Carole Goldsmith, Ed.D., Staff Director, President, WHCC Phil Larson, Community Director Laura Mendes-Moore, Secretary, Community Director Nina Oxborrow, Trustee Director David Silviera, Ph.D., Community Director Ann Stone, President, Community Director Ken Stoppenbrink, Staff Director, Deputy Chancellor Don Warkentin, Staff Director, President, WHCL 

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West Hills Community College . . . . . . . .

Foundation Annual Report

President’s Scholars Unique Scholarship for Area High School Achievers The President’s Scholars program continues to grow every year with significant growth over the last two years. For the 2013-14 academic year, more than 100 incoming students were accepted into the program compared to 94 the previous year.

13 18 21 17 31 27 18 23 41 47 48 56 56 94 109

2000-2001 2001-2002 2002-2003 2003-2004 2004-2005 2005-2006 2006-2007 2007-2008 2008-2009 2009-2010 2010-2011 2011-2012 2012-2013 2013-2014 2014-2015

A group of President’s Scholars students participated in a commercial shoot for Keller Auto Center and the West Hills Community College Foundation. Jon Keller pledged to a one-month campaign to donate $100 from every vehicle sale to the President’s Scholars program. Left to right: Brooklyn Tuman, Kalvin Conley, Kalia Parker and Jonathan Maravilla.

West Hills College’s Unique Scholarship Program Accepts Largest Class More than 100 incoming President’s Scholars are registered for the Fall 2014 semester, the highest number of incoming scholars in program history. “With college costs rising, the offer of free tuition and $250 a semester for books for four semesters provides an opportunity for many students to attend the first two years of college at almost no cost,” said Frances Squire, executive director of the WHCC Foundation. To qualify for the program, students must graduate from a California high school with a 3.5 or higher grade point average and California Scholarship Federation eligibility. All qualified students are accepted. “This is one of a very few comprehensive scholarship programs in the state or even the nation,” said Squire. “Most scholarship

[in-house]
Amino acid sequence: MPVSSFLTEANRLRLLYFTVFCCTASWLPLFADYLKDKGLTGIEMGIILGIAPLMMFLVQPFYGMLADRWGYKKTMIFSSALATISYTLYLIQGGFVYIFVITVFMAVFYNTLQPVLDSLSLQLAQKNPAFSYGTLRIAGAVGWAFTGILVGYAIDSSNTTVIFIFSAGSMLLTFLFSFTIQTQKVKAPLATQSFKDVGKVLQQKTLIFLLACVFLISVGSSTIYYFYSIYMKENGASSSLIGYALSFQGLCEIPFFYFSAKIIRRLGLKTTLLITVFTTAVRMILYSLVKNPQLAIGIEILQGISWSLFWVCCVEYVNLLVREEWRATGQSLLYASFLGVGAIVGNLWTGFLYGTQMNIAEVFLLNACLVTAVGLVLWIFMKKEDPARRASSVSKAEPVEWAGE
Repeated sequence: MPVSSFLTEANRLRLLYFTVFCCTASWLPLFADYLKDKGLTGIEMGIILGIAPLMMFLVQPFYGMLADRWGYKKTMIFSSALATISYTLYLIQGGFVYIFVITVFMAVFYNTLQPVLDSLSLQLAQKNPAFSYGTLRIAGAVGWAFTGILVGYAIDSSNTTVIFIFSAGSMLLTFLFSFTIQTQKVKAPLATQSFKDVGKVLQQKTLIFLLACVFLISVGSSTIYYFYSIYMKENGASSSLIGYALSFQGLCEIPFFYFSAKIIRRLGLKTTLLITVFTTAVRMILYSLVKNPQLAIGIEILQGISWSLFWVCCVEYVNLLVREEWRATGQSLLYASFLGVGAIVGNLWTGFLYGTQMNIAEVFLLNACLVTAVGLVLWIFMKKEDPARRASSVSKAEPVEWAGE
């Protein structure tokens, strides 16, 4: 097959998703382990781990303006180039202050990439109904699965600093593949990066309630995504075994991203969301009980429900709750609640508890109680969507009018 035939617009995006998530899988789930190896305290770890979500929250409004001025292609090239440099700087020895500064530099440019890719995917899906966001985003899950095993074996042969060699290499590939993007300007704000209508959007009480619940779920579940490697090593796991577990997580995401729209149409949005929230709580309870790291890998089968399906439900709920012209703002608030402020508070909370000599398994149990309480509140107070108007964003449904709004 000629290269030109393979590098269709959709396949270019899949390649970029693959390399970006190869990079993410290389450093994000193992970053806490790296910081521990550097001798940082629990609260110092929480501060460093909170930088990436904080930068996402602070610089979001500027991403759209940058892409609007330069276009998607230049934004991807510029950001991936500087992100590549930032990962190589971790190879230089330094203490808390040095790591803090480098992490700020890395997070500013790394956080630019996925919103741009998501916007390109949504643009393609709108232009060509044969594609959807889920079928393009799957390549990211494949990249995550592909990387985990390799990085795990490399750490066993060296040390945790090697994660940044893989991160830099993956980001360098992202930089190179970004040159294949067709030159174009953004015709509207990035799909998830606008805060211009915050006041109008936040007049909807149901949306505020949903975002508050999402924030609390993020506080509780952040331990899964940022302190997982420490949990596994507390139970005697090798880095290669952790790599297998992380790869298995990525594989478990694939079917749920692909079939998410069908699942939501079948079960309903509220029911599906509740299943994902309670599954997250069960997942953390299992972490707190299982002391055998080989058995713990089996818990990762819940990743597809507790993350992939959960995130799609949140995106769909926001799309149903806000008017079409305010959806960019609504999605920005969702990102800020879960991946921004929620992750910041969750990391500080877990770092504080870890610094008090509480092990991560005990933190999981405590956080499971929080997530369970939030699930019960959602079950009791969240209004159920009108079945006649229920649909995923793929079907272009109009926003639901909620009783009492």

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programs are limited in the number of scholarships that they offer, but at West Hills, we are committed to making sure that all top students have the opportunity to attend the first two years of college with very little, if any, out-of-pocket expense, especially if they live at home.” The President’s Scholars program is growing each year, with this incoming class the largest yet. Last year, the program enrolled 94 students compared to 56 for the 2012-2013 academic year. The incoming class in Fall 2007 had 23 students. About one third of the students in the program graduate from Hanford high schools, another third are from Lemoore High School and the remainder are from Coalinga and other rural communities in the area including Avenal, Riverdale, Corcoran, Laton, Mendota, Tranquillity, Firebaugh and Kerman.

The Foundation relies on sponsors and fundraisers to make scholarships possible for these students. The Foundation raised $70,000 from their annual golf tournament in May. In a more recent promotion, Keller Auto Center, run by alumnus Jon Keller and his wife, Valerie, gave the Foundation $100 from every car sale made within July, donating a total of $15,000. Mark and Derek Borba, partners for Borba Farms Partners in Riverdale, are sponsors of the President’s Scholars program. They recently made a $10,000 contribution. “Education is critical for not only personal successes, but for enhancing the quality of our Valley communities,” said Mark Borba. “Retaining the best and brightest is important for our area, and I believe that West Hills increasingly exposes students to not only their individual potentials, but allows them the

opportunities to understand that they can individually succeed in the Valley, and that Valley opportunities abound for them upon graduation.” Most of the students in the program transfer to Fresno State or Fresno Pacific, Squire said, but the list of transfer institutions varies, including most of the University of California campuses and colleges from Oregon to Florida. Some of the major sponsors include Pepsi, EECU, AP Architects, PG&E and Chevron. The Brian and Dixie Welborn Estate also sponsors the program. “Like Mark Borba, our donors understand the importance of an educated workforce in our region,” said Squire. “This program wouldn’t be possible without the generosity of those sponsoring the program.”

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West Hills Community College . . . . . . . .

Foundation Annual Report